Social Impact Projects (SIP) is an on-campus internship program that empowers students to work on projects worldwide for award-winning organizations that make a difference.
SIP recruits BYU students from every major to innovate solutions to a social issue for a nonprofit or social impact company with a team of three to five peers they have never met before. Each semester we have twenty to thirty-five interdisciplinary internship teams making an impact remotely with our partner organizations.
Projects last one full semester (Fall, Winter, and Spring/Summer) and provide professional experience supported through academic curriculum and experienced advisors. A 3.0 credit class runs concurrently with the projects for students to learn social innovation and develop the skills necessary to succeed in this 7-9 hour-a-week internship. SIP students build their resumes, make connections, and serve society.
Each semester students address a variety of social issues as indicated in the chart below.
|NEXT STEPS||ADDITIONAL INFORMATION|
|Step 1: Add Class to MyMap||(MSB 492R Section 1, 10, or 20)|
|Step 2: Create Profile|
Whether students want to impact a specific social issue or develop a certain professional skill, they will have an opportunity to build what’s meaningful to them. The partners we work with are award-winning and vetted organizations that use best practices within the social impact space. We look to groups like Ashoka, Skoll Foundation, Schwab Foundation, Peery Foundation, and others to help us identify potential partners. The partners we work with fall into three categories. Click on each heading to learn more about the three different sections of SIP.
Nonprofits and Social Entrepreneurs
Corporations and Social Responsibility
|Impact Investing SIP|
Investors in Social Entrepreneurs
SIP is one of the few places on campus where you’ll be able to build something with students from diverse skill sets and academic backgrounds. Interdisciplinary teams mean that every member brings something valuable to the table and can apply their existing skills while developing new talents. As shown in the graph below, SIP students come from various majors, many of which often count SIP as a major-specific course or internship credit.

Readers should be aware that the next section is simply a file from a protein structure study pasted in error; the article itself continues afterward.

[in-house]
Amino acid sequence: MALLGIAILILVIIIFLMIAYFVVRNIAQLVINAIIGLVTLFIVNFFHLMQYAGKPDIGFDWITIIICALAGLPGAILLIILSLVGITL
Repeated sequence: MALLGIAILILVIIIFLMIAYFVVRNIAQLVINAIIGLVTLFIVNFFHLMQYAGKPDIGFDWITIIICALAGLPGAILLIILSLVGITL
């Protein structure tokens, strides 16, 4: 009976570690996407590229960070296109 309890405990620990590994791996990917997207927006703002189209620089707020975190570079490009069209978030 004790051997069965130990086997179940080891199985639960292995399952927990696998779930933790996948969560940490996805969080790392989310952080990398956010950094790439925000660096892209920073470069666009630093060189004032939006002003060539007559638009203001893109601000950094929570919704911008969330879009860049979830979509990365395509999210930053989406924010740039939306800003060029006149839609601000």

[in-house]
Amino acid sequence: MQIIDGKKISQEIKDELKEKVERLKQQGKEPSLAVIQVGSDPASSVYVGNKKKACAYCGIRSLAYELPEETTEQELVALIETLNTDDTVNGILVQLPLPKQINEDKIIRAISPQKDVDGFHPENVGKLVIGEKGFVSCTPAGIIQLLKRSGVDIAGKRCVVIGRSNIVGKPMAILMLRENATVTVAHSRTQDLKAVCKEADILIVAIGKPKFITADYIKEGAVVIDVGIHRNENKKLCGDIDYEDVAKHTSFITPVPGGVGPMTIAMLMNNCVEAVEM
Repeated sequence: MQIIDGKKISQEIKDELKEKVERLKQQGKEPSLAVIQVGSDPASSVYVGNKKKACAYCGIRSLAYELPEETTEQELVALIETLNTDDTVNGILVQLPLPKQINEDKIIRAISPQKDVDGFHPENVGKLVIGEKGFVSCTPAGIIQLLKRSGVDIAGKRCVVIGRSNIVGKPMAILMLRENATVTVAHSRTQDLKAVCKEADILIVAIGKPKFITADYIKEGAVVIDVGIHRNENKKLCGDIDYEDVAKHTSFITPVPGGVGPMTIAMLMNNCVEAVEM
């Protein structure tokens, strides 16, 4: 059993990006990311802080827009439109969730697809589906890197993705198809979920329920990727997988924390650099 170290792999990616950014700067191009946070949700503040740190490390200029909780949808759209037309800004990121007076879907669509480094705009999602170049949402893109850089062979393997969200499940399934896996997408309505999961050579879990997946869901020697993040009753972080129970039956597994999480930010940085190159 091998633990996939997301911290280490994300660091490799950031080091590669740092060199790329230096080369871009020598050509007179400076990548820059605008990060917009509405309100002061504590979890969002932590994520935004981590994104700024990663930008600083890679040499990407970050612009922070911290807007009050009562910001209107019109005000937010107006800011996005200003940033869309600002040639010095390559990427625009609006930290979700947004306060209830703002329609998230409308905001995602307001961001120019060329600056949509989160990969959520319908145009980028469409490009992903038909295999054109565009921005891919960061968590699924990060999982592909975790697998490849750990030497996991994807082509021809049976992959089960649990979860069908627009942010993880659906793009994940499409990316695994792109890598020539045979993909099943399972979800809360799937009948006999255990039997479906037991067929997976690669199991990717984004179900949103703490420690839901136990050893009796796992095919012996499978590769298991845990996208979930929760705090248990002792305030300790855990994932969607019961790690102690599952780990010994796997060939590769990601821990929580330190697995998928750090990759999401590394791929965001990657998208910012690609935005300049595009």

Beyond meeting as a team and with a partner each week, all students will attend classes where we collaborate and problem-solve together. Discussions in class help students to learn the hard and soft skills they need to succeed in their internships and work better as a team.
BYU President Kevin J. Worthen has said, “Learning is enhanced by experiences outside of the classroom. . . Experience connects theory with application and deepens our understanding of the principles and truths we learn.” SIP internships embody experiential learning, providing students with opportunities to integrate and apply ideas learned in their course work from SIP and other academic experiences.
Each team is assigned an Internship Director who has been successful in a previous SIP project to advise them in applying class principles to their projects. Class grades are based upon the value students deliver to their partnerning organization, meaning midterm and final presentations, weekly reports, and peer performance reviews all contribute to final grades.
Class topics include:
- The Social Innovation Cycle
- Project Management
- Design Thinking
- Creativity & Overcoming Fear of Failure
- Giving and Receiving Feedback
- Crucial Conversations
- Leadership Styles & Techniques
- Measuring Impact
First off, know that 100 percent of students who complete the steps below will get an internship.
You will be assigned to a project before the add/drop deadline based on your profile and project interest (see Step 2 below). Specific project descriptions will be available a few weeks prior to the start of each semester. If you have completed one or both of the steps below, you will receive an email when all projects are available to view and rank on your on-campus internship profile.